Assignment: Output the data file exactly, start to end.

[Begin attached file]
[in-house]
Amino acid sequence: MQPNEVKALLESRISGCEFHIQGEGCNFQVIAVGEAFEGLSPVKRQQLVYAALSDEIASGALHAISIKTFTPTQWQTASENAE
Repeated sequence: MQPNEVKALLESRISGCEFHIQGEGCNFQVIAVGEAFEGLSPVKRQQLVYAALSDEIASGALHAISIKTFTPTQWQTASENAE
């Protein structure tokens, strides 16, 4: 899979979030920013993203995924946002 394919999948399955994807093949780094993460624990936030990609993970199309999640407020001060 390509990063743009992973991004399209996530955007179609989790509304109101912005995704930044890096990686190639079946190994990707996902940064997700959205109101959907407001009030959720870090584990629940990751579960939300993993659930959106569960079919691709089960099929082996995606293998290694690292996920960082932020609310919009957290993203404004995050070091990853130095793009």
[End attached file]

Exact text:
[in-house]
Amino acid sequence: MQPNEVKALLESRISGCEFHIQGEGCNFQVIAVGEAFEGLSPVKRQQLVYAALSDEIASGALHAISIKTFTPTQWQTASENAE
Repeated sequence: MQPNEVKALLESRISGCEFHIQGEGCNFQVIAVGEAFEGLSPVKRQQLVYAALSDEIASGALHAISIKTFTPTQWQTASENAE
């Protein structure tokens, strides 16, 4: 899979979030920013993203995924946002 394919999948399955994807093949780094993460624990936030990609993970199309999640407020001060 390509990063743009992973991004399209996530955007179609989790509304109101912005995704930044890096990686190639079946190994990707996902940064997700959205109101959907407001009030959720870090584990629940990751579960939300993993659930959106569960079919691709089960099929082996995606293998290694690292996920960082932020609310919009957290993203404004995050070091990853130095793009």